Consider what’s causing your baby to wake up early in the morning. If it’s something in the environment, try to find ways to control it.
A blackout curtain can keep the sunlight out well enough to keep your baby asleep for longer. Other parents find that devices like a white noise machine help too if it’s a noisy house with pets and other siblings.
How to cope with a “morning baby”
Even if you’ve tried all the tricks mentioned above and more, your baby might still wake up a bit earlier than you’d like them to. Keep in mind that 6 in the morning is a reasonable time for babies to wake up.
It’s quite early from your desired 9 AM wake up time, but it’s a far better time than waking up in the dark hours of 4 AM. Below are some of the things you could do to help you cope with your little early bird. These habits may even help you become an early bird yourself!
Limit your caffeine to only mornings
Coffee seems to be the only thing that keeps parents going, especially in the early days after the little one arrives. However, drinking coffee at all hours of the day will not help you with those early morning wakeup calls.
Coffee is not necessarily bad if you’re parenting. It is actually what helps a lot of sleepless parents out there to complete their tasks for the day. The trick is to time it right, and it’s quite simple. Avoid it from 3 PM and onwards.
Having coffee late in the afternoon will only make it harder for you to fall asleep to match your baby’s bedtime. It means that you’ll be awake much later and therefore not be able to get in as much sleep as you can before your baby wakes up early in the morning.
If you need a bit of a boost in the afternoon just to get through the day, try considering something that perks you up with less caffeine. It can be a piece of chocolate, or a cup of tea. Something citrusy like lemonade or an apple can have the same effect too.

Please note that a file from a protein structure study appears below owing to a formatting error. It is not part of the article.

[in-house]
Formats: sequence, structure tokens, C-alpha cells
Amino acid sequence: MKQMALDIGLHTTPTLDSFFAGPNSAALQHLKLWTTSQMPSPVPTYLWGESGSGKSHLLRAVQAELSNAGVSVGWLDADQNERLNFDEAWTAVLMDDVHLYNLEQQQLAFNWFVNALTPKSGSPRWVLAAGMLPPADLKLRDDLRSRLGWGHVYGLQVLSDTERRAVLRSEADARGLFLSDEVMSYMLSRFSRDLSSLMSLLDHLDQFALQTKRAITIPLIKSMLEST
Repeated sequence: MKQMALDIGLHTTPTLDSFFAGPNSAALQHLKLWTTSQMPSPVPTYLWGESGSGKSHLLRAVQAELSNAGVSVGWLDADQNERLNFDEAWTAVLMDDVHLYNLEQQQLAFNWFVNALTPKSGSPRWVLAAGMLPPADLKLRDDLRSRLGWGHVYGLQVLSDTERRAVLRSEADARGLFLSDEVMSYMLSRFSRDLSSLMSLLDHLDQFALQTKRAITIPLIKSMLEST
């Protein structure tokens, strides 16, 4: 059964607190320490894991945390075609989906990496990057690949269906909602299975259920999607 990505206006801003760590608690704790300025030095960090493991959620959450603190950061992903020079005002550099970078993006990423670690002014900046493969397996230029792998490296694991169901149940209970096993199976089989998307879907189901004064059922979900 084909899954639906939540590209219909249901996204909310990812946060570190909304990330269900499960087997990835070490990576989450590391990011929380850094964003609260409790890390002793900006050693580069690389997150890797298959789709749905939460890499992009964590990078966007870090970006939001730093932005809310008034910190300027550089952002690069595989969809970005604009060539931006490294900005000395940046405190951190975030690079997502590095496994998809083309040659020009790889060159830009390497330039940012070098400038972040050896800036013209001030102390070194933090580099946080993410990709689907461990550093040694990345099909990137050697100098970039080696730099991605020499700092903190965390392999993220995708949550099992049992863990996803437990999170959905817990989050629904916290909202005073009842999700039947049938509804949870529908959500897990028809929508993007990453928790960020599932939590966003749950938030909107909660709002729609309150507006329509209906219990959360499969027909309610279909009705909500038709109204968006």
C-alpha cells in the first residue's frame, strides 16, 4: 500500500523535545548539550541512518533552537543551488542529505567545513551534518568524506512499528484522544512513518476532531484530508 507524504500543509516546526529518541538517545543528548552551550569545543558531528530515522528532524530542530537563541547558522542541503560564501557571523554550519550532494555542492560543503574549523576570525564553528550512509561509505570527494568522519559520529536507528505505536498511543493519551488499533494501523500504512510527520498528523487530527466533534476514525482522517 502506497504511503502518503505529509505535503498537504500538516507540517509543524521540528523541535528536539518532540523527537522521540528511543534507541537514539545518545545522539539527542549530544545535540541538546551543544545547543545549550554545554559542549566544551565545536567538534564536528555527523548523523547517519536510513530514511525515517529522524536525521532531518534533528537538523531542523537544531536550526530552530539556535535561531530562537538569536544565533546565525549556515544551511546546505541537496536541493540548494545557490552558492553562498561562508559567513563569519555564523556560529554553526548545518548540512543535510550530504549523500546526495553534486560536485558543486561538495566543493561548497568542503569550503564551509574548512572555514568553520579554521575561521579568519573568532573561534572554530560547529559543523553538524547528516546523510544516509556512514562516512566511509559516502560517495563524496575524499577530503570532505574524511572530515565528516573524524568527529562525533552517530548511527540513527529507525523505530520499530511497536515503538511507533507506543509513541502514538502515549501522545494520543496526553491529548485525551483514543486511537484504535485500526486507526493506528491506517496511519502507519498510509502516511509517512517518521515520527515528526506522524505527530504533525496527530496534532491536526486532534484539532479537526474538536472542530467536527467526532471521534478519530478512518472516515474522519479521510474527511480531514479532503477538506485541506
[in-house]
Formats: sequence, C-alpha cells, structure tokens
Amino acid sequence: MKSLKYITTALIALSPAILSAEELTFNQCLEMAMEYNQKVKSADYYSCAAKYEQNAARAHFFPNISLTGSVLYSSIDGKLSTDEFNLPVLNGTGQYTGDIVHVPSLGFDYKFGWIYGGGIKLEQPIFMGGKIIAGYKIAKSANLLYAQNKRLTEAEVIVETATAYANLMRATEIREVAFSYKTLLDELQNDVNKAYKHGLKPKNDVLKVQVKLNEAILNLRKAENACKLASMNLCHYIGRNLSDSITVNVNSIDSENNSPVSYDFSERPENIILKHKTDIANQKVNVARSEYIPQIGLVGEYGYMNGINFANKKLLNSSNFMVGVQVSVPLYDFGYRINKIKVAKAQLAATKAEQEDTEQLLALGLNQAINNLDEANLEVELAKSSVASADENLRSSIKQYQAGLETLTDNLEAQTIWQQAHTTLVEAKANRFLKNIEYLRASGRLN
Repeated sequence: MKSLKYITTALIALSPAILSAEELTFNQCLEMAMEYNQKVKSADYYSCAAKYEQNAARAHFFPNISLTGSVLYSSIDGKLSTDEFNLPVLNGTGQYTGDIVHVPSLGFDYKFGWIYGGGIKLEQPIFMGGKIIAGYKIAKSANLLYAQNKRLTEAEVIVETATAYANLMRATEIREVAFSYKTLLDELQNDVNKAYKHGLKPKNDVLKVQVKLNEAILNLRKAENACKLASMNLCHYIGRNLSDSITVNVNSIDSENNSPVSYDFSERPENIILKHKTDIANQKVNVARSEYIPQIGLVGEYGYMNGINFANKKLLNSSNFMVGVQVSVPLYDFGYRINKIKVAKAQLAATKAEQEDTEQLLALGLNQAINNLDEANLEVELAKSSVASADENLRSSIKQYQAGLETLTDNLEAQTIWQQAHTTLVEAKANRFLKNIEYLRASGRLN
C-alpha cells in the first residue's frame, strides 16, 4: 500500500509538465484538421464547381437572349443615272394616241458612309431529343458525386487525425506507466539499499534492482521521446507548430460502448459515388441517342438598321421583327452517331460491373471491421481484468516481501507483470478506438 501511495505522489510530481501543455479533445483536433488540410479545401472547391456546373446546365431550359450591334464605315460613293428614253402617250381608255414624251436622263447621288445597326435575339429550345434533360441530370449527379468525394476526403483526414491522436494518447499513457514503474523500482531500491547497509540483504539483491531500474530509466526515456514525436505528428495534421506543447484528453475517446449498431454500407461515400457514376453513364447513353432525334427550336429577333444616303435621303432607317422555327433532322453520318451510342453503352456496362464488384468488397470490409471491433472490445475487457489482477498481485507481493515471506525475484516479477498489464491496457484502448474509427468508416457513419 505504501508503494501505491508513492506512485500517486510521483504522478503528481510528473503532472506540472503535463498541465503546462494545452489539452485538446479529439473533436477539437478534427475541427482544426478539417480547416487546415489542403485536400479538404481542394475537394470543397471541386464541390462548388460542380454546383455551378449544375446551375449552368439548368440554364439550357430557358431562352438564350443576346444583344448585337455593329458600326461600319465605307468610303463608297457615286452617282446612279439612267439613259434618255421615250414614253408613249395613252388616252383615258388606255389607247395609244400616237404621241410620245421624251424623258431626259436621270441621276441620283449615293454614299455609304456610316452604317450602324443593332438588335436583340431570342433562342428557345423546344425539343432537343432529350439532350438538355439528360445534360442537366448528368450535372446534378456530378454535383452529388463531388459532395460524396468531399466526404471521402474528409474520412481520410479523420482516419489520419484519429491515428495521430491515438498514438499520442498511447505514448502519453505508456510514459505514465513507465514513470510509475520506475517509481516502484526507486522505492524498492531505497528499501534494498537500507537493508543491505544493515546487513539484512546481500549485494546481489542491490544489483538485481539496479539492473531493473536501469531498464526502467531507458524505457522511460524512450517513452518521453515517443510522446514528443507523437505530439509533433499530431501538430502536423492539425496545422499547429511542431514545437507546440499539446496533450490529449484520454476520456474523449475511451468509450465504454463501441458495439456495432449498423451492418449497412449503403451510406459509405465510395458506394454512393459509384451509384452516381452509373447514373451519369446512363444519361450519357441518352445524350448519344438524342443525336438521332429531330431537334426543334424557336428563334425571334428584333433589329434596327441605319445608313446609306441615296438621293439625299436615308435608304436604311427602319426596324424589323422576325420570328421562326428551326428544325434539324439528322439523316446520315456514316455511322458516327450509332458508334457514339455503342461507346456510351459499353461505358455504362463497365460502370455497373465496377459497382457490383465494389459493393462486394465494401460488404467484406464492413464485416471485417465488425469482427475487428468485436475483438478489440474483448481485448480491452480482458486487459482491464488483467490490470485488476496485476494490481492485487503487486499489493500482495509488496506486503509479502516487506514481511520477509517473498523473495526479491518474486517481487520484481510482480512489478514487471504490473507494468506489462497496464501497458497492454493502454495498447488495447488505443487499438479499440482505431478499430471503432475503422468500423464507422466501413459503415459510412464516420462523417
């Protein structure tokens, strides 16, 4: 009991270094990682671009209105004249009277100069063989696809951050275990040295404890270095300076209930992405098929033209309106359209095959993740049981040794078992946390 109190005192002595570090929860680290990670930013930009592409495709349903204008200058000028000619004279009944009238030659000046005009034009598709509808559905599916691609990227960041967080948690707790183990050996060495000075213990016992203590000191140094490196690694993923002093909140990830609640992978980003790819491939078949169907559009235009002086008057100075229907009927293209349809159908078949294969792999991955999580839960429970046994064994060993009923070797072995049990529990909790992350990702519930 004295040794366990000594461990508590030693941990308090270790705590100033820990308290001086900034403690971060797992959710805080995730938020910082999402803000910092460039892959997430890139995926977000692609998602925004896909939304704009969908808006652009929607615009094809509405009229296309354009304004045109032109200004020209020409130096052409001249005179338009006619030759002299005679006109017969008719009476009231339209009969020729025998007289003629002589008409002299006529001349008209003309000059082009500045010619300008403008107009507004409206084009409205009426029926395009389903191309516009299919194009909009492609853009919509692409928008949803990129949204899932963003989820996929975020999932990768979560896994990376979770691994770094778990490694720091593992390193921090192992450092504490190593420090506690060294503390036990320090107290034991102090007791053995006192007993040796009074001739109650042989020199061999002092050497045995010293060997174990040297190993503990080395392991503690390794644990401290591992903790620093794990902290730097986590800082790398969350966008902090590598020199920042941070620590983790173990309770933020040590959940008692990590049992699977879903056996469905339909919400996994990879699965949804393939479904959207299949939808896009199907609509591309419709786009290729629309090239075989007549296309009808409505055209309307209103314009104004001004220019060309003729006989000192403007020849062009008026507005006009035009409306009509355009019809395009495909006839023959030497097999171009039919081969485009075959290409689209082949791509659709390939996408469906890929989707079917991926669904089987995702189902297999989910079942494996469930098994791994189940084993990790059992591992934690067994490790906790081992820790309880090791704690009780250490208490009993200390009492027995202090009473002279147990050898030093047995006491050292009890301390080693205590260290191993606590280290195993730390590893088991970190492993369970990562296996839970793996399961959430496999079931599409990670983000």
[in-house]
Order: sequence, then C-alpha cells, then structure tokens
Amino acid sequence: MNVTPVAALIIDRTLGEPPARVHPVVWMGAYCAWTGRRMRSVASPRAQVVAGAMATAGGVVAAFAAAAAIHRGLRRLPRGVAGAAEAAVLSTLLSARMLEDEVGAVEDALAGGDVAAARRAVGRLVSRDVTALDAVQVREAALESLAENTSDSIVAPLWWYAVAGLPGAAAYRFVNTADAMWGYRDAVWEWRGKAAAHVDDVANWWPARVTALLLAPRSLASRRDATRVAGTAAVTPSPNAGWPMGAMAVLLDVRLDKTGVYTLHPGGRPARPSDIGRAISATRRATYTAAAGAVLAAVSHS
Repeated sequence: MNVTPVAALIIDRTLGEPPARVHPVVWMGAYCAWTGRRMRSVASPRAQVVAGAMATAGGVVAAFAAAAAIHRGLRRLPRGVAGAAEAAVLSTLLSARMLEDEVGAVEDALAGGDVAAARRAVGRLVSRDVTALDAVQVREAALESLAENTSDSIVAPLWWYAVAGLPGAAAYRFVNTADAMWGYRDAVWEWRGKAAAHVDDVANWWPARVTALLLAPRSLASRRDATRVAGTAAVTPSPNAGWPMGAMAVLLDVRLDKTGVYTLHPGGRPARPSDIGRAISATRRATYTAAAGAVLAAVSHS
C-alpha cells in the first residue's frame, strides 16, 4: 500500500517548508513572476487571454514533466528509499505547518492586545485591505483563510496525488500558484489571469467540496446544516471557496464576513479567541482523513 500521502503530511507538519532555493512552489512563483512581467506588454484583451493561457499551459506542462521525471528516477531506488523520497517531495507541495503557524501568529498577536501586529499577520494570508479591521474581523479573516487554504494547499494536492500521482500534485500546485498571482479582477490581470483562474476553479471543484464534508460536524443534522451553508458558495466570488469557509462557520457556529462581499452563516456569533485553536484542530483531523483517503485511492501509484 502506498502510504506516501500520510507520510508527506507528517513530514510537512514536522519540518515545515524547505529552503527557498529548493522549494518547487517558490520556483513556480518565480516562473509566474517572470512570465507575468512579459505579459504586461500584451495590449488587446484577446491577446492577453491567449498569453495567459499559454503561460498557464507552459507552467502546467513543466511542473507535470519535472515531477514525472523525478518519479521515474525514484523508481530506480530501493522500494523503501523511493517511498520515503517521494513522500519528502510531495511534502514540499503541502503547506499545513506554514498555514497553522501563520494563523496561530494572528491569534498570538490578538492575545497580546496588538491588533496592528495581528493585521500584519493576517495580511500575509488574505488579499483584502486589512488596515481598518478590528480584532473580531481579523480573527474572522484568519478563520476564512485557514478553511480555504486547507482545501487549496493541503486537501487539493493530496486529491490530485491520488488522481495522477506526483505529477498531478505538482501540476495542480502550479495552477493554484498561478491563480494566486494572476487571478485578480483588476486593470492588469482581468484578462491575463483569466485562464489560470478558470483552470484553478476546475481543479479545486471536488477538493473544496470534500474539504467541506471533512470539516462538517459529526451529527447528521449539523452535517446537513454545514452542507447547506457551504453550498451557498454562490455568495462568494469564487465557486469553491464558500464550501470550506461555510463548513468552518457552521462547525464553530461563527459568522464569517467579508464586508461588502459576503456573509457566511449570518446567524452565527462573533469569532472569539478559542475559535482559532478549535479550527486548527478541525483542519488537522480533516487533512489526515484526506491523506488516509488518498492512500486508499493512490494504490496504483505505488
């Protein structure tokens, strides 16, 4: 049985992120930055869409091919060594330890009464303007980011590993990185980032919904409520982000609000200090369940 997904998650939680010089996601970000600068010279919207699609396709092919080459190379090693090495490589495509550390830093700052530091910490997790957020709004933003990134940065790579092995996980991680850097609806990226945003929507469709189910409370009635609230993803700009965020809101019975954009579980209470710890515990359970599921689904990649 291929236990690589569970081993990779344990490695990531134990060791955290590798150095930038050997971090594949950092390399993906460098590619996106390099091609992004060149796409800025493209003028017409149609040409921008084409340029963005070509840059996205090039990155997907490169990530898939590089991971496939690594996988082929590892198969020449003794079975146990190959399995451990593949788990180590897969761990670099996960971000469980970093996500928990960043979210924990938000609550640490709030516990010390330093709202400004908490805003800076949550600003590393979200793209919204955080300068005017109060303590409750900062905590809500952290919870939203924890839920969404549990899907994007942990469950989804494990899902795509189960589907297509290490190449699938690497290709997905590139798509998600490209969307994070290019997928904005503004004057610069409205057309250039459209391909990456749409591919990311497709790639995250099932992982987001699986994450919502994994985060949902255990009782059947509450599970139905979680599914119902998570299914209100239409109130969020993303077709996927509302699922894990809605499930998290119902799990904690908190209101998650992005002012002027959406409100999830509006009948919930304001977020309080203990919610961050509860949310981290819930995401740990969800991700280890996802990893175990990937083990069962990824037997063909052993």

While a quick nightcap can hep make you drowsy at night, it could also mess up with the quality of your sleep. If you’ve noticed, you are less likely to wake up energized after a night of drinking.
You will want to limit your alcohol intake, or eliminate it completely so that your body does not depend on it to fall asleep and so that you can have a better and more restful night of sleep.
Practice healthy sleep habits
Finally, try to practice what you are trying to teach your baby. Improve your sleep by practicing healthy sleep habits. You’ve already ticked one healthy habit if you’ve stopped taking caffeine in the afternoons.
Try to have a consistent sleep schedule every night, just as you do with your baby. That means waking up at the same time every morning no matter what day it is. Limit exposure to screens such as your phone in the bedroom, and try not to keep a TV in your sleeping space.
Sleep is a challenge for new parents. However, with healthy habits, consistency, and a bit of patience, you and your baby can wake up well-rested to face the day.